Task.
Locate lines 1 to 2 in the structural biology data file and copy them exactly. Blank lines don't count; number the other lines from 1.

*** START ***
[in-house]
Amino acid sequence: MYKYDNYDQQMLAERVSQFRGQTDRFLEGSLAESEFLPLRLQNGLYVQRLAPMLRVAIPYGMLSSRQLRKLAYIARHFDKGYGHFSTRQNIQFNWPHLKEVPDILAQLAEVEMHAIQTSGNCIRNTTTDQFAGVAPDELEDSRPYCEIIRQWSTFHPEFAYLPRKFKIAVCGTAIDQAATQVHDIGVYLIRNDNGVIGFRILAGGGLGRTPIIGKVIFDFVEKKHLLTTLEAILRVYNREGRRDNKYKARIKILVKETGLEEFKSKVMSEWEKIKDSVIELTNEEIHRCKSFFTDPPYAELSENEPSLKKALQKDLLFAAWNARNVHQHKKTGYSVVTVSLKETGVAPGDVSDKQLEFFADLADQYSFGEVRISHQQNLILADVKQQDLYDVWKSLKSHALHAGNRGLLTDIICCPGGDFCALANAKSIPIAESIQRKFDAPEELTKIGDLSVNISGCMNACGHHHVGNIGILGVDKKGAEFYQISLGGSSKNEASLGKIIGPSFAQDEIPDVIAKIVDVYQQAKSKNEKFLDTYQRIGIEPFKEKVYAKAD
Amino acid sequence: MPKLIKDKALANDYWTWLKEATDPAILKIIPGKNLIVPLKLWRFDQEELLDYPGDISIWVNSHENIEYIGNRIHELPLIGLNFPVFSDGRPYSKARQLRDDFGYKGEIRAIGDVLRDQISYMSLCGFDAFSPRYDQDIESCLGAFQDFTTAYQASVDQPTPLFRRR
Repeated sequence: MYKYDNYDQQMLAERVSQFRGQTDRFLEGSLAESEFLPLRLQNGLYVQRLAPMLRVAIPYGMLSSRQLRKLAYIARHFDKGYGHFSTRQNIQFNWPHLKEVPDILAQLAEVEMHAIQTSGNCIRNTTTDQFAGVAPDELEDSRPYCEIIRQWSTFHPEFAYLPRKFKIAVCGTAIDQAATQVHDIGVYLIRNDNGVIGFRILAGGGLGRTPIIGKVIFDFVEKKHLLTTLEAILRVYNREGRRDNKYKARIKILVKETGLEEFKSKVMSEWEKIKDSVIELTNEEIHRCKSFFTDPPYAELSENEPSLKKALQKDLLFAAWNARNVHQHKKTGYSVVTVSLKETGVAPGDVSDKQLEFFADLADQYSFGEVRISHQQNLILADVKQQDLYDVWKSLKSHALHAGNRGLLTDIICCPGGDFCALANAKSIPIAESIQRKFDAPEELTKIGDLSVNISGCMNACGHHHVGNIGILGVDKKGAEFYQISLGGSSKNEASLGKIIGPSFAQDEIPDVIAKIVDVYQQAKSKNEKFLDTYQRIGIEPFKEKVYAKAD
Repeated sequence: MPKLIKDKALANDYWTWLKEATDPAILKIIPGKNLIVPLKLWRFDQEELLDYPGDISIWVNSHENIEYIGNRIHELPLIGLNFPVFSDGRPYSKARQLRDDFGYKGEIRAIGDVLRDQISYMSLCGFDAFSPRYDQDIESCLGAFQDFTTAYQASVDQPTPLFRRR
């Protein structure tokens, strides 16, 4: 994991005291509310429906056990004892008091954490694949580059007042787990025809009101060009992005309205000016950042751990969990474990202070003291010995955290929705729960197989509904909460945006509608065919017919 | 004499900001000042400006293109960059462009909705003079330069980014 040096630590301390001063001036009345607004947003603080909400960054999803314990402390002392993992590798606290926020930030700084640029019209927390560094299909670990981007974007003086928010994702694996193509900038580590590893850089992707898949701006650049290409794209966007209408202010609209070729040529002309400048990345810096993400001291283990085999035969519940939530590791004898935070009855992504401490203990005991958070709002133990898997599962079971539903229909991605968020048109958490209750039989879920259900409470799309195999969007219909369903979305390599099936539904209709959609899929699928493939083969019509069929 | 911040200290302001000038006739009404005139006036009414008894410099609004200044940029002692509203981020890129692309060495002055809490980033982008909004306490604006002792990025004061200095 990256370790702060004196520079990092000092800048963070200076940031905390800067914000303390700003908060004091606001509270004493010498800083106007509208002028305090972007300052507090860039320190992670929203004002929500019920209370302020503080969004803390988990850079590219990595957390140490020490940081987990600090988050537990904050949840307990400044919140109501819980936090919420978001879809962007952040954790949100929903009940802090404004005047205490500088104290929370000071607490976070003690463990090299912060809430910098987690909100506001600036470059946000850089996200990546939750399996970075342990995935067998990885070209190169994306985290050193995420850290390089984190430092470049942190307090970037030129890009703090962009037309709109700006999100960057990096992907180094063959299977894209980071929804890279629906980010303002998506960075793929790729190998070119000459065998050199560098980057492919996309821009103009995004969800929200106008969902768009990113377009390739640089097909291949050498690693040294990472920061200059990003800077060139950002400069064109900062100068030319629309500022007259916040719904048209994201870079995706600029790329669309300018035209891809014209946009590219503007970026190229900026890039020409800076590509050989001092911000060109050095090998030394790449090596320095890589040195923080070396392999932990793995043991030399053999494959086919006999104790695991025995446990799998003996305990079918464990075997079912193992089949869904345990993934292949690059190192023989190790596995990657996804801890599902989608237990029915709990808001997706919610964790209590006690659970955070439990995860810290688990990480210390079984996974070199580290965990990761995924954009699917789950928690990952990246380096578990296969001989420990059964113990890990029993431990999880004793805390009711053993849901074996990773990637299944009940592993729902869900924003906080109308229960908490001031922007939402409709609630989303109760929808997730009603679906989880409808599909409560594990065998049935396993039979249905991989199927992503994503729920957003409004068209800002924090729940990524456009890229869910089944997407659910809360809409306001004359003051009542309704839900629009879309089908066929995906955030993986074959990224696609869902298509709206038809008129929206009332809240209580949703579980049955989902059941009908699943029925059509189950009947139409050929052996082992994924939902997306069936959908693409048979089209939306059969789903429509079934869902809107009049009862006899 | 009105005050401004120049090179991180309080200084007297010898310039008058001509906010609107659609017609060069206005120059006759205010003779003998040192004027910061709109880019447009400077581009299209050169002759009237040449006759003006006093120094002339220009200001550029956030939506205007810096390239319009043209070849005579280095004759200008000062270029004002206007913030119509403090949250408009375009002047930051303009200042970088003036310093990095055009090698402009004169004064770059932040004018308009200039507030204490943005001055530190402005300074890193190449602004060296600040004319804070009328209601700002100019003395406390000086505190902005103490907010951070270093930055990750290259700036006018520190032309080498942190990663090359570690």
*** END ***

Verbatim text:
[in-house]
Amino acid sequence: MYKYDNYDQQMLAERVSQFRGQTDRFLEGSLAESEFLPLRLQNGLYVQRLAPMLRVAIPYGMLSSRQLRKLAYIARHFDKGYGHFSTRQNIQFNWPHLKEVPDILAQLAEVEMHAIQTSGNCIRNTTTDQFAGVAPDELEDSRPYCEIIRQWSTFHPEFAYLPRKFKIAVCGTAIDQAATQVHDIGVYLIRNDNGVIGFRILAGGGLGRTPIIGKVIFDFVEKKHLLTTLEAILRVYNREGRRDNKYKARIKILVKETGLEEFKSKVMSEWEKIKDSVIELTNEEIHRCKSFFTDPPYAELSENEPSLKKALQKDLLFAAWNARNVHQHKKTGYSVVTVSLKETGVAPGDVSDKQLEFFADLADQYSFGEVRISHQQNLILADVKQQDLYDVWKSLKSHALHAGNRGLLTDIICCPGGDFCALANAKSIPIAESIQRKFDAPEELTKIGDLSVNISGCMNACGHHHVGNIGILGVDKKGAEFYQISLGGSSKNEASLGKIIGPSFAQDEIPDVIAKIVDVYQQAKSKNEKFLDTYQRIGIEPFKEKVYAKAD